Pool Paradise Hands-On Impressions
We go a few rounds with Ignition's wacky new pool game.
We recently played a few rounds of Pool Paradise, the forthcoming pool game from longtime pool game designer Archer Maclean and Ignition Entertainment. As great fans of the real game, we were generally pretty pleased with what we saw. From our initial impressions, it seems like Pool Paradise will offer discerning billiards fan just just about everything they could possibly hope for in a pool game.
The premise of Pool Paradise (Pool games need a premise?) is simple, if a bit silly. You've washed up penniless on a tropical resort island, and the only way you'll earn any money to make your way back to the mainland is to challenge a bunch of pool sharks to games for money. What a hard-knock life, eh? Anyway, the core of the competitive ladder in Pool Paradise has you choosing from a wide variety of opponents, each of whom favors very different rule sets (such as American eight ball, nine ball, 15 ball, and plenty of other variations you've never heard of). You'll accept the player's bet to jump into the match, and if you win, you'll have added that much more to your coffers. After this, you can then move on to challenge even wealthier opponents. Occasionally, a tournament will begin for a particular game type that you can opt to play for more cash.
The pool interface in Pool Paradise is pretty easy to figure out. You can view the table from multiple angles, and the default cue's-eye view is especially useful for lining up your shots. You'll see a particular ball bobbing over a pocket when you've got a possible shot lined up, and you can rotate the view around and switch angles to make sure you're not cutting it too sharply. You can also adjust your aim in subtle ways by putting backspin on the cue ball once you've lined up your shot. When you're ready to take your shot, you'll use the left analog stick (or the mouse on the PC) to control your cue. This means that you'll have to get a feel for the analog control to figure out exactly how hard you need to hit the ball in various situations.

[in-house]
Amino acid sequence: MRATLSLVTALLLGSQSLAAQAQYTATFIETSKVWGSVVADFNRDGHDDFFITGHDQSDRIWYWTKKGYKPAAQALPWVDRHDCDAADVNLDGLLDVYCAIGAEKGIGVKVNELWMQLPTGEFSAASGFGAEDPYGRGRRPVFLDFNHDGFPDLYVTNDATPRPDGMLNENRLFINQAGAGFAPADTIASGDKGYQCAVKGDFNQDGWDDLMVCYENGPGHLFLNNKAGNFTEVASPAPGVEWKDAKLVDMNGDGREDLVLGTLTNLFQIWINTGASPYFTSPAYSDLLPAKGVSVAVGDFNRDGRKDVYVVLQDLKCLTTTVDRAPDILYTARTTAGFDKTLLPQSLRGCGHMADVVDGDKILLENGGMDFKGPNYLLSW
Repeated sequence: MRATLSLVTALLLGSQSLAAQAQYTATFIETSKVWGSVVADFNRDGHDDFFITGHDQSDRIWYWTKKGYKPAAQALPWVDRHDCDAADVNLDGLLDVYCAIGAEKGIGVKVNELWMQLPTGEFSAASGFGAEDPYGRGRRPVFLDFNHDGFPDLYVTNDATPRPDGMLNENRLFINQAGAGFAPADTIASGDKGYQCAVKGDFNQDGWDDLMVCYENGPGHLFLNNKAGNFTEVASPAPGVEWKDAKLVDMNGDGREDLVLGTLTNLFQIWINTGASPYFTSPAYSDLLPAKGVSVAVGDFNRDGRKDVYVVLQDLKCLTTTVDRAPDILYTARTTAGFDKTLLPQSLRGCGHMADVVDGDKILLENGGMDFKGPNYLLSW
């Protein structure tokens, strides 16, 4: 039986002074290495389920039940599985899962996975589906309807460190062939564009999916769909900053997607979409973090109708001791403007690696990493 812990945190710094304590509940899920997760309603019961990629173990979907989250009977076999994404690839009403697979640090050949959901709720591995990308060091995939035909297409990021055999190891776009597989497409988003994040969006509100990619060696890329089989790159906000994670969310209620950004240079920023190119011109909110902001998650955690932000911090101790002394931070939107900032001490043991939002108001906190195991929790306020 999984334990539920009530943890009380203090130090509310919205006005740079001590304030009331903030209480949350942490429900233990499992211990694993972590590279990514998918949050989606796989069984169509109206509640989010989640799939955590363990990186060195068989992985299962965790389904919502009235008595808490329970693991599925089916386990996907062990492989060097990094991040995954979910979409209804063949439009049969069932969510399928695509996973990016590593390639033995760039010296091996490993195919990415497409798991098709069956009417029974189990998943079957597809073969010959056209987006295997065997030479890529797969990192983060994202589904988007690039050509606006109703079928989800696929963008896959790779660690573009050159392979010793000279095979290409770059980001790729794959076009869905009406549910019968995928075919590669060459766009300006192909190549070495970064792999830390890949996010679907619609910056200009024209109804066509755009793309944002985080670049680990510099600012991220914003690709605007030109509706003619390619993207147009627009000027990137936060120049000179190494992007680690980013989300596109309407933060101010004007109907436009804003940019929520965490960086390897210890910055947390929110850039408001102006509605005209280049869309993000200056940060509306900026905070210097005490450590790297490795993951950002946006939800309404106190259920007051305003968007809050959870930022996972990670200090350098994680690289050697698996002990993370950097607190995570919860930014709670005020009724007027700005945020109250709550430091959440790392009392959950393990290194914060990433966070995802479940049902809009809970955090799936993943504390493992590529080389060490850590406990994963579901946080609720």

There's a lot more to the gameplay in Pool Paradise than the main challenge ladder, although the extra content is locked when you begin the game. You'll be able to play on all kinds of wacky bonus tables. One table even has an L-shape, for instance, while another is triangular. The game has some other content available as well, such as a trick shot mode and a variety of minigames, like darts, a skeeball variation called skeepool, and an arcade game called Dropzone.
Graphically, there's not a lot to say about Pool Paradise, simply because...it's pool. There's only so much you can do with it. At least there's some stylish flair to the visuals, since the game is set on a tropical island. You'll play on tables with pink felt, and you'll see the beach in the background, for instance. Disturbingly, your opponents are represented by nothing more than disembodied hands. At any rate, the game does look pretty good for what it is.
Based on our initial playtime with Pool Paradise, fans who can't make it down to the local dive should be pretty satisfied playing this video game version instead. The core pool engine is pretty easy to pick up, though it will take you a while to master the angles so that you can pull off some of the game's tougher shots. There's more personality and variety here than you'd expect from a game that's based on something as simple as pool, and if you add to this all of Pool Paradise's extra content, it's an entry that will definitely set itself apart from other such titles when it ships for the GameCube and PC in late March.
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